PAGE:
Results are important but the work (journey/trip/some intelligent metaphor) is really what it’s about if you want to go farther in this. If you don’t “enjoy” the process then it all just seems like shit you have to do. Figuring out how your body works has always been the best part for me. Some people get results from almost no effort while others gotta work themselves into the ground for every inch. I always admire the latter more even though the results get all the envy.

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There can be several things at play.

First, there is a difference between having strong muscles, being strong on a lift and being strong on a lift with low reps/maximal weights.

See, strength is not just a matter of having the muscles to lift the weight. It’s a skill.

In theory, a bigger muscle is a stronger muscle. BUT how much of that strength you can display is a matter of 1) nervous system efficacy 2) movement efficiency.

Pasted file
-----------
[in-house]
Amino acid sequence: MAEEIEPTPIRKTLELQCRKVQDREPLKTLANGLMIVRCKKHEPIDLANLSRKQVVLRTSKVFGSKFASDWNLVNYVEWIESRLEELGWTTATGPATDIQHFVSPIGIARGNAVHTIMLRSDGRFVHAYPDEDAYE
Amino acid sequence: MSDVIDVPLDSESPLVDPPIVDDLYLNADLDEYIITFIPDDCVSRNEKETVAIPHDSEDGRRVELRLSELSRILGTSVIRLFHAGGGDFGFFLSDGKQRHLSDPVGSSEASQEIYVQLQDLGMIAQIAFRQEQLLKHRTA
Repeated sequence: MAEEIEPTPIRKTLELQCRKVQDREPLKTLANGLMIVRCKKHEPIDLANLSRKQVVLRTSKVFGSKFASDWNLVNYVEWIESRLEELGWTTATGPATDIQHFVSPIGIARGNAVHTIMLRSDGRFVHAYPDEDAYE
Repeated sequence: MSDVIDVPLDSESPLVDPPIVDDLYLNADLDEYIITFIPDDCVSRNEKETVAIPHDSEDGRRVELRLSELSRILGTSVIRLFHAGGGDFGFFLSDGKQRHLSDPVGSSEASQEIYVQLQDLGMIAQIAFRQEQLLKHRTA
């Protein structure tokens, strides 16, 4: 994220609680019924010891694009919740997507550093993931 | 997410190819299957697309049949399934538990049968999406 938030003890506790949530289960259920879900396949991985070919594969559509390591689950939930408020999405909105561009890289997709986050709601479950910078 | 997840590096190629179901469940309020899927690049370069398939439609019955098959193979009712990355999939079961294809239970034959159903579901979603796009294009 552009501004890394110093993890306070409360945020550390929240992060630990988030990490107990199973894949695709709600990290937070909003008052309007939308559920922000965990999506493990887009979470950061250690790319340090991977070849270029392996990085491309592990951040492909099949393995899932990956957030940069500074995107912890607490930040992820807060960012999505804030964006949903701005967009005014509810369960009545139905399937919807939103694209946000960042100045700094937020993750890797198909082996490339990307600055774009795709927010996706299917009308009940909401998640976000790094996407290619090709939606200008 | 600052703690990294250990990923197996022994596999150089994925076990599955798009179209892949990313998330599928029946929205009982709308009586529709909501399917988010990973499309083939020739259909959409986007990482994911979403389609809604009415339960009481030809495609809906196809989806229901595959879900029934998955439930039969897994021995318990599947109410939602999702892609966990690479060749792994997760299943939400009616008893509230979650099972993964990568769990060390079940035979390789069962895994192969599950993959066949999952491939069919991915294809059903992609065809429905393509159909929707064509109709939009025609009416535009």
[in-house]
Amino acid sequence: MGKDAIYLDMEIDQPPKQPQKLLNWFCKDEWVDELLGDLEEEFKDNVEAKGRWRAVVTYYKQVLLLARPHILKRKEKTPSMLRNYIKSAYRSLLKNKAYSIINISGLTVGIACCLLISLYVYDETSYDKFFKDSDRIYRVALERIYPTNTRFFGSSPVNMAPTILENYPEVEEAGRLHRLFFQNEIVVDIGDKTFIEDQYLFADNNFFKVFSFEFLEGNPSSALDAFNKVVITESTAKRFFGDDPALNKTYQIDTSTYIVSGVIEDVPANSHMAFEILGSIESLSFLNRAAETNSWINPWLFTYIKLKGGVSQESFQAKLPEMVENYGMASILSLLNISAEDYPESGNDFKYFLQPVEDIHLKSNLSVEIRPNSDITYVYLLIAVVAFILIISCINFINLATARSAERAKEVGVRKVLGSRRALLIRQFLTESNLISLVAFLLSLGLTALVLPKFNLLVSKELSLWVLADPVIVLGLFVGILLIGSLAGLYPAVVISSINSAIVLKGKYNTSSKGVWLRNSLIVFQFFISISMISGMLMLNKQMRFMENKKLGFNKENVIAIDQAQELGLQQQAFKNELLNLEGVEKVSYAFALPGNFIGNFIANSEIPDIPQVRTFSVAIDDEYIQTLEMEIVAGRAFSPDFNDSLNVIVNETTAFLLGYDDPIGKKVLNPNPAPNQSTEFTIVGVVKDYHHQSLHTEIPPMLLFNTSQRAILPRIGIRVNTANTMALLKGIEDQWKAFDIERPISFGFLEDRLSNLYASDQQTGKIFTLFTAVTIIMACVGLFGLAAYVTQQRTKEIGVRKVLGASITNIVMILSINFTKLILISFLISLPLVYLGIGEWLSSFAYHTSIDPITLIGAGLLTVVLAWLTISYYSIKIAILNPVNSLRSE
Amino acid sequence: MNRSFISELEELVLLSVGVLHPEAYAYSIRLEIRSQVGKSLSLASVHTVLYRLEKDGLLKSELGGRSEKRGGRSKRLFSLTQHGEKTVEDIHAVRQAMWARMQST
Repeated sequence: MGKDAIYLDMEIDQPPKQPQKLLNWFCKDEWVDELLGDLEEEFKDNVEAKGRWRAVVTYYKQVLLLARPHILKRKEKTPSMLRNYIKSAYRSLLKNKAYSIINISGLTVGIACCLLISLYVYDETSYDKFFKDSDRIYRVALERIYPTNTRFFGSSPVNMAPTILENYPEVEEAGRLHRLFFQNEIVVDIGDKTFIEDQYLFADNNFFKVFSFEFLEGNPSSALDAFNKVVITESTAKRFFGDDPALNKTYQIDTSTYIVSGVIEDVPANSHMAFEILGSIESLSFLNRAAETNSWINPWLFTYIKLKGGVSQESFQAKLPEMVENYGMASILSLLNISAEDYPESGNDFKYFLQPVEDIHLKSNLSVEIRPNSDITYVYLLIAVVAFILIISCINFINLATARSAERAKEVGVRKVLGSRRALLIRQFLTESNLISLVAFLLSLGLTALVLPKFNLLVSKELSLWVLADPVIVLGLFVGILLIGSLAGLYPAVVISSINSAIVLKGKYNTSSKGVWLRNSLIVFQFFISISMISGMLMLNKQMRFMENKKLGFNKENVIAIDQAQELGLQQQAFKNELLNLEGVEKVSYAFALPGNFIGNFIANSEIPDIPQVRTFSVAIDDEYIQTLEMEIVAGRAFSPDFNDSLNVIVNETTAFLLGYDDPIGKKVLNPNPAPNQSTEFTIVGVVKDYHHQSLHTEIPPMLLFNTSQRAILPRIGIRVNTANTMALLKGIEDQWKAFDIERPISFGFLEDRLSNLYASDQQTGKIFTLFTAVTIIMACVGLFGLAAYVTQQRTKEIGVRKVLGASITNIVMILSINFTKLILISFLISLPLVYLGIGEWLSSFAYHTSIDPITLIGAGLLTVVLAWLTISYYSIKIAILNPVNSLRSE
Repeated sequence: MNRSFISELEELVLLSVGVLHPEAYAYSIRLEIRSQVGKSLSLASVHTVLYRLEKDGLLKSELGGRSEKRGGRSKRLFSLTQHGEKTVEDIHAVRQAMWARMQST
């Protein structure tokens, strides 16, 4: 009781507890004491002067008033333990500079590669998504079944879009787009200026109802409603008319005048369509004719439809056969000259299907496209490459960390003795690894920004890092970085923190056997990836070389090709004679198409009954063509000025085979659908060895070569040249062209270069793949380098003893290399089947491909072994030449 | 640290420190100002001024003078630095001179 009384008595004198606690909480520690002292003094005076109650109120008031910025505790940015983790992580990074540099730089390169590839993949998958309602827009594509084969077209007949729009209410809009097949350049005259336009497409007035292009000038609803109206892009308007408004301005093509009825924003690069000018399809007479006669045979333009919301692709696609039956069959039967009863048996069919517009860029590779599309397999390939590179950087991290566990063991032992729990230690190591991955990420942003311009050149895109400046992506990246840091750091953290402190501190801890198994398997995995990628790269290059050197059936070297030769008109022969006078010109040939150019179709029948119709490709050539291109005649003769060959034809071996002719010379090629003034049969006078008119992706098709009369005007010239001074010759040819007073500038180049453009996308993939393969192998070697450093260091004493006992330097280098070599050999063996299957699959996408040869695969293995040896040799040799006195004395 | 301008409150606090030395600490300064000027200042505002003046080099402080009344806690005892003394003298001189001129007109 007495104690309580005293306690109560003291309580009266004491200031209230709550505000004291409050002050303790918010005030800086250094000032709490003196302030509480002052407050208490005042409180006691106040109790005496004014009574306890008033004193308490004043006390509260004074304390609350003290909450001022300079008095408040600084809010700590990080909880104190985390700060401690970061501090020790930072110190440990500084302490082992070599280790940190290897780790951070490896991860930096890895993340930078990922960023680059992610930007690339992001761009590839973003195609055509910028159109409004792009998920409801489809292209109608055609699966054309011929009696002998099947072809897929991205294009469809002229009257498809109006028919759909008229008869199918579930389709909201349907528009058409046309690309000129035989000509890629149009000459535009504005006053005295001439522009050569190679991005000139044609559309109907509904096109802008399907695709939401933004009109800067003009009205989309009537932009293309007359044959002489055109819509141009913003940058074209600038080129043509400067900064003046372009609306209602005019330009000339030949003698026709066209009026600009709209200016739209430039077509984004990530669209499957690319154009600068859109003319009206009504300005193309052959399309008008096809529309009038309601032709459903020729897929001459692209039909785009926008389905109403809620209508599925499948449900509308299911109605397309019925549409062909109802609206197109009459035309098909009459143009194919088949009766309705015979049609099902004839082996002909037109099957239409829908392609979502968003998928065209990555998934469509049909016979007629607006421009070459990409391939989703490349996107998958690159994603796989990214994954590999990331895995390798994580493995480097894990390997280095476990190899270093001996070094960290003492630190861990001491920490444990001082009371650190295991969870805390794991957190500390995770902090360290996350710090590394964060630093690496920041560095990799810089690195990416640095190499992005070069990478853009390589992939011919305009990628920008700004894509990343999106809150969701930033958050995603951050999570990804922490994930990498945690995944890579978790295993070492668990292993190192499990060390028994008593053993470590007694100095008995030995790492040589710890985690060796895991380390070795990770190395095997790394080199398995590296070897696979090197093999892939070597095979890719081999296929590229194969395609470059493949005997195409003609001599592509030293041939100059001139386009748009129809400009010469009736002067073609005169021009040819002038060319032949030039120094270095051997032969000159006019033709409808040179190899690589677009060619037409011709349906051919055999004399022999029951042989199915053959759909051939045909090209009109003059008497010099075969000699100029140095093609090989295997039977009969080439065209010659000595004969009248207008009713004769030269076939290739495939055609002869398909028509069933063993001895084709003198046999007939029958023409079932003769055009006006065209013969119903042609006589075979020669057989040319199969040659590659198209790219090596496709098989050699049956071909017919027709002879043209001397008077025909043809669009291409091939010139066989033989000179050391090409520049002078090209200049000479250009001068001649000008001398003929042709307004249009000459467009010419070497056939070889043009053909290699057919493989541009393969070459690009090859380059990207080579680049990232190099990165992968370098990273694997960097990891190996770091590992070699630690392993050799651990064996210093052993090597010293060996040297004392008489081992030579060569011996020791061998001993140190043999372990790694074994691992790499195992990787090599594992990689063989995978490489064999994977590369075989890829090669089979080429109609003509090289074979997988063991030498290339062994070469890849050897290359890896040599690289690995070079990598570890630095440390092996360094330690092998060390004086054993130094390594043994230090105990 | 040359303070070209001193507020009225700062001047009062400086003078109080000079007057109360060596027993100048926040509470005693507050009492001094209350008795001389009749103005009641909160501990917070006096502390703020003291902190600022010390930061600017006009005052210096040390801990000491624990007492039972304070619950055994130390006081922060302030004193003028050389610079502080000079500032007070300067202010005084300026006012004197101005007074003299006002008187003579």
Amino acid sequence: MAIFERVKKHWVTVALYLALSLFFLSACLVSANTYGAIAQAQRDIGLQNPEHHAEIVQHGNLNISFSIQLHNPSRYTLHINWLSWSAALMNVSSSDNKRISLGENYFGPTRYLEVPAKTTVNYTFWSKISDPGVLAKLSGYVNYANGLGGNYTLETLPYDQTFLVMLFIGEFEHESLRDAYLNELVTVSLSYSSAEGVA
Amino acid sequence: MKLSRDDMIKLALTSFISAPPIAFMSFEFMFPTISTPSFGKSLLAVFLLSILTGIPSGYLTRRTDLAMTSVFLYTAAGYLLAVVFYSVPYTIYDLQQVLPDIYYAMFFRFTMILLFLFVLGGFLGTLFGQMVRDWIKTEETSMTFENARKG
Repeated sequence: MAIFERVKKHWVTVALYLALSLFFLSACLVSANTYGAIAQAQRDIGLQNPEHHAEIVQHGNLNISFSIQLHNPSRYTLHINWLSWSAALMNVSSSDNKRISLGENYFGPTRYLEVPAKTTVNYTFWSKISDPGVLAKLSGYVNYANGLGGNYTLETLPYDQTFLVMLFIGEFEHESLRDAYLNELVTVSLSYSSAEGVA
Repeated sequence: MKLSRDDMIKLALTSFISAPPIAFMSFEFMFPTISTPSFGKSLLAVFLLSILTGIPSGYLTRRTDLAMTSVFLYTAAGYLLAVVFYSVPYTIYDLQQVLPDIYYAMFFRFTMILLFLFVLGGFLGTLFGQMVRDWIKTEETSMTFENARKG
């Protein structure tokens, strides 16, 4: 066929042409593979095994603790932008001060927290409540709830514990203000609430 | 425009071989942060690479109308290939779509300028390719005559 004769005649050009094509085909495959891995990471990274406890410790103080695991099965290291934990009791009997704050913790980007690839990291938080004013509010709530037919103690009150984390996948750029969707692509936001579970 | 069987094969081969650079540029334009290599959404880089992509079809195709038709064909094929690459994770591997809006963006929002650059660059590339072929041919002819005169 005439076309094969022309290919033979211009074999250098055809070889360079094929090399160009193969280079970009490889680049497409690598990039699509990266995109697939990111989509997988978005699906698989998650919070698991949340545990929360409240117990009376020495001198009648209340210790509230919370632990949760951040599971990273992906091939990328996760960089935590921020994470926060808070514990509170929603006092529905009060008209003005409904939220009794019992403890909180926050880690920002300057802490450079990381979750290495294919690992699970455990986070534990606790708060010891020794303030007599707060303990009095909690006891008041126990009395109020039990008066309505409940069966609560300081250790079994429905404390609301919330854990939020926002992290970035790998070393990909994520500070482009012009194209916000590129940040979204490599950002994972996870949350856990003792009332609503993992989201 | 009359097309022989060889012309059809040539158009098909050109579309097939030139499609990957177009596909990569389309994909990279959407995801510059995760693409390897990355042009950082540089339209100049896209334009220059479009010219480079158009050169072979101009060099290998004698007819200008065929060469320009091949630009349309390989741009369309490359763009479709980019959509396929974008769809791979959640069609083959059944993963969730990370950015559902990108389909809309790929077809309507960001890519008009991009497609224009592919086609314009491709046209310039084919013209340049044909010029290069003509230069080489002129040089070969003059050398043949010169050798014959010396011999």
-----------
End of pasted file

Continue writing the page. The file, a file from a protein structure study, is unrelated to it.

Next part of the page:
Simply put, lifting heavy weights for ow reps (maximal or near maximal effort) requires more neurological resources than lifting a lighter weight for more reps.

To be good at lifting heavy weights you must practice lifting heavy weights. When you stop practicing lifting heavy weights, you become worse at that type of work even if you have the same amount of muscle (or more).

Furthermore, you can have the capacity to lift heavy weight on an exercise, without transferring it well to another somewhat similar exercise. The more you do a movement, the better you become at it. Conversely, if you practice it less (or stop doing it), you’ll love efficiency on that lift and performance will go down.

You did a strength cycle, which likely improved your capacity/skill to lift heavy weights. You probably focused on important lifts for you during that phase, so you also became better at those lifts.